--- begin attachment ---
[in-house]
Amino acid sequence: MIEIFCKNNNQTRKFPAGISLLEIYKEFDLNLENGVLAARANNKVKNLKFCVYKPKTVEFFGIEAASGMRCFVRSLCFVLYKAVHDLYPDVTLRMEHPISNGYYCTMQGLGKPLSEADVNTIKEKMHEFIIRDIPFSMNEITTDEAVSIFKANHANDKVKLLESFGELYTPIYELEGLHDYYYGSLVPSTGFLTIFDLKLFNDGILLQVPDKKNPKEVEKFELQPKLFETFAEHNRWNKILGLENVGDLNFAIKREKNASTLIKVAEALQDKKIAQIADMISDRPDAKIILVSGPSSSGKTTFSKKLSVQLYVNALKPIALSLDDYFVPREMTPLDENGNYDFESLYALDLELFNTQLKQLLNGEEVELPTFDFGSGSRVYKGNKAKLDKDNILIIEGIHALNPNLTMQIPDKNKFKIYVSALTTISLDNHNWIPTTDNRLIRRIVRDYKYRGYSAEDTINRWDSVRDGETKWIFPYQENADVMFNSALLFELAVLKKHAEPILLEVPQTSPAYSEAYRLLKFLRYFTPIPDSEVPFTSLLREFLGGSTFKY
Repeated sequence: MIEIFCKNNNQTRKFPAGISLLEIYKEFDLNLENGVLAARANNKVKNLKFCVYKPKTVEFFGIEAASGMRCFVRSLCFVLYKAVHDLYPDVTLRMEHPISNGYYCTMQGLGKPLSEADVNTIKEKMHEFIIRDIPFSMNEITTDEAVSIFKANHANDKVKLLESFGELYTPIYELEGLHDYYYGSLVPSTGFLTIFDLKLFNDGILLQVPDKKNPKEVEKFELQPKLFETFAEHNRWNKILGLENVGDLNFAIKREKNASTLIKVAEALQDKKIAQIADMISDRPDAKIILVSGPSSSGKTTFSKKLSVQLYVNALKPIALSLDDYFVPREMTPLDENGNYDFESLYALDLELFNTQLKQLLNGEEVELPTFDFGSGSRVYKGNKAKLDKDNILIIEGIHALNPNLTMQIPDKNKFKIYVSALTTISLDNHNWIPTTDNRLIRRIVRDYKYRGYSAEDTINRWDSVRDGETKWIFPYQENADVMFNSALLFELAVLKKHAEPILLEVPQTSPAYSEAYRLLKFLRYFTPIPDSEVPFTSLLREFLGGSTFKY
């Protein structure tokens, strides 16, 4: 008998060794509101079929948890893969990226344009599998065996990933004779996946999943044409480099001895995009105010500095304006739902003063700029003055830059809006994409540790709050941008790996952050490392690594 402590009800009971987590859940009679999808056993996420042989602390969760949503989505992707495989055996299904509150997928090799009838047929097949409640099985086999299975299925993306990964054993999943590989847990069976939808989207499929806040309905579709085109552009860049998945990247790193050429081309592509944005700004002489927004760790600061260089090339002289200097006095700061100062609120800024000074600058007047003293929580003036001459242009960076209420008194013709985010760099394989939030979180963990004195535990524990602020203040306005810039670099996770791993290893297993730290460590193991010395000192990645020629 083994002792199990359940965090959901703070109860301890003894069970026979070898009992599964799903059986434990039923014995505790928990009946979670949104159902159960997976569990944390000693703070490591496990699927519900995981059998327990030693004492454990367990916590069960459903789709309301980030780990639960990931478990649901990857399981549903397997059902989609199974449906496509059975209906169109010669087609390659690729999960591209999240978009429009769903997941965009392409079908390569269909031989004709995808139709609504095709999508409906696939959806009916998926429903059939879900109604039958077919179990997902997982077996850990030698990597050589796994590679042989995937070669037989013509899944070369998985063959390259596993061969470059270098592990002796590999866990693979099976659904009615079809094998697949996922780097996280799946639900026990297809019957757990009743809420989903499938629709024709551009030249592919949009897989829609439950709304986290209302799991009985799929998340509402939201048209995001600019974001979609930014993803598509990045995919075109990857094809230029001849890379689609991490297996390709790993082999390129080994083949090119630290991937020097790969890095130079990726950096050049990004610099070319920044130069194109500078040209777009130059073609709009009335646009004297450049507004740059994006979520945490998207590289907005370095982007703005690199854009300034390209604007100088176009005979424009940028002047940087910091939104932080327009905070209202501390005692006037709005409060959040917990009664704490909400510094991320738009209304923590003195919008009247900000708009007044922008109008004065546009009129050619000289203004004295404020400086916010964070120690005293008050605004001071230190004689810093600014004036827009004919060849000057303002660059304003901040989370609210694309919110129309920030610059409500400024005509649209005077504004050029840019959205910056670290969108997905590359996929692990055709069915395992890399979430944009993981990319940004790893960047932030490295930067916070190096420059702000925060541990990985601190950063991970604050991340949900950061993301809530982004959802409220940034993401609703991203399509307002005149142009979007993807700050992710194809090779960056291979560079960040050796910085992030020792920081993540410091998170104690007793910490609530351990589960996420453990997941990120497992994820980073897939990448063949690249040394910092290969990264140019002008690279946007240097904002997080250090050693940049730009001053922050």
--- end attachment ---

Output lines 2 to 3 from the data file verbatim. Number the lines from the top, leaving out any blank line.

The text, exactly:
Amino acid sequence: MIEIFCKNNNQTRKFPAGISLLEIYKEFDLNLENGVLAARANNKVKNLKFCVYKPKTVEFFGIEAASGMRCFVRSLCFVLYKAVHDLYPDVTLRMEHPISNGYYCTMQGLGKPLSEADVNTIKEKMHEFIIRDIPFSMNEITTDEAVSIFKANHANDKVKLLESFGELYTPIYELEGLHDYYYGSLVPSTGFLTIFDLKLFNDGILLQVPDKKNPKEVEKFELQPKLFETFAEHNRWNKILGLENVGDLNFAIKREKNASTLIKVAEALQDKKIAQIADMISDRPDAKIILVSGPSSSGKTTFSKKLSVQLYVNALKPIALSLDDYFVPREMTPLDENGNYDFESLYALDLELFNTQLKQLLNGEEVELPTFDFGSGSRVYKGNKAKLDKDNILIIEGIHALNPNLTMQIPDKNKFKIYVSALTTISLDNHNWIPTTDNRLIRRIVRDYKYRGYSAEDTINRWDSVRDGETKWIFPYQENADVMFNSALLFELAVLKKHAEPILLEVPQTSPAYSEAYRLLKFLRYFTPIPDSEVPFTSLLREFLGGSTFKY
Repeated sequence: MIEIFCKNNNQTRKFPAGISLLEIYKEFDLNLENGVLAARANNKVKNLKFCVYKPKTVEFFGIEAASGMRCFVRSLCFVLYKAVHDLYPDVTLRMEHPISNGYYCTMQGLGKPLSEADVNTIKEKMHEFIIRDIPFSMNEITTDEAVSIFKANHANDKVKLLESFGELYTPIYELEGLHDYYYGSLVPSTGFLTIFDLKLFNDGILLQVPDKKNPKEVEKFELQPKLFETFAEHNRWNKILGLENVGDLNFAIKREKNASTLIKVAEALQDKKIAQIADMISDRPDAKIILVSGPSSSGKTTFSKKLSVQLYVNALKPIALSLDDYFVPREMTPLDENGNYDFESLYALDLELFNTQLKQLLNGEEVELPTFDFGSGSRVYKGNKAKLDKDNILIIEGIHALNPNLTMQIPDKNKFKIYVSALTTISLDNHNWIPTTDNRLIRRIVRDYKYRGYSAEDTINRWDSVRDGETKWIFPYQENADVMFNSALLFELAVLKKHAEPILLEVPQTSPAYSEAYRLLKFLRYFTPIPDSEVPFTSLLREFLGGSTFKY